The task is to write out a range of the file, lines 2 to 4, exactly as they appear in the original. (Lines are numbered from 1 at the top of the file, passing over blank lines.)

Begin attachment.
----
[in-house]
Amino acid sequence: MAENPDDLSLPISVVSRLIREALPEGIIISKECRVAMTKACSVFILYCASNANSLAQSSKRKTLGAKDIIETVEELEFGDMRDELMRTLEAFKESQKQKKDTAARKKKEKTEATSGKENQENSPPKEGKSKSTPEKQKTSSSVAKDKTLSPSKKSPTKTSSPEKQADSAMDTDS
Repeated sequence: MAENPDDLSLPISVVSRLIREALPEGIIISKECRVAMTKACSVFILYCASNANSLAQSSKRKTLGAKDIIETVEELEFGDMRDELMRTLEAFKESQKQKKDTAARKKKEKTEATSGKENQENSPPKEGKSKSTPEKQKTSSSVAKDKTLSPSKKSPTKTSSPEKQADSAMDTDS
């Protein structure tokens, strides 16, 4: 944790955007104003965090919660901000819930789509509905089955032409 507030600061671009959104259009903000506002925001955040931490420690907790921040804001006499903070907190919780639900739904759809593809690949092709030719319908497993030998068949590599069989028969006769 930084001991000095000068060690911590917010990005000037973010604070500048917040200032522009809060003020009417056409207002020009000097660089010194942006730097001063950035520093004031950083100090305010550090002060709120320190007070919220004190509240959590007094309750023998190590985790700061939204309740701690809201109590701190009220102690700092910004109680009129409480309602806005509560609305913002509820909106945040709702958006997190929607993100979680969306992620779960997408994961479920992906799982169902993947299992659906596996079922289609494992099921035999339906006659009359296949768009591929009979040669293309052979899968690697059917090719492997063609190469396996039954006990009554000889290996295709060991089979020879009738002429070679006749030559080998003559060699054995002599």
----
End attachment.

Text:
Amino acid sequence: MAENPDDLSLPISVVSRLIREALPEGIIISKECRVAMTKACSVFILYCASNANSLAQSSKRKTLGAKDIIETVEELEFGDMRDELMRTLEAFKESQKQKKDTAARKKKEKTEATSGKENQENSPPKEGKSKSTPEKQKTSSSVAKDKTLSPSKKSPTKTSSPEKQADSAMDTDS
Repeated sequence: MAENPDDLSLPISVVSRLIREALPEGIIISKECRVAMTKACSVFILYCASNANSLAQSSKRKTLGAKDIIETVEELEFGDMRDELMRTLEAFKESQKQKKDTAARKKKEKTEATSGKENQENSPPKEGKSKSTPEKQKTSSSVAKDKTLSPSKKSPTKTSSPEKQADSAMDTDS
């Protein structure tokens, strides 16, 4: 944790955007104003965090919660901000819930789509509905089955032409 507030600061671009959104259009903000506002925001955040931490420690907790921040804001006499903070907190919780639900739904759809593809690949092709030719319908497993030998068949590599069989028969006769 930084001991000095000068060690911590917010990005000037973010604070500048917040200032522009809060003020009417056409207002020009000097660089010194942006730097001063950035520093004031950083100090305010550090002060709120320190007070919220004190509240959590007094309750023998190590985790700061939204309740701690809201109590701190009220102690700092910004109680009129409480309602806005509560609305913002509820909106945040709702958006997190929607993100979680969306992620779960997408994961479920992906799982169902993947299992659906596996079922289609494992099921035999339906006659009359296949768009591929009979040669293309052979899968690697059917090719492997063609190469396996039954006990009554000889290996295709060991089979020879009738002429070679006749030559080998003559060699054995002599």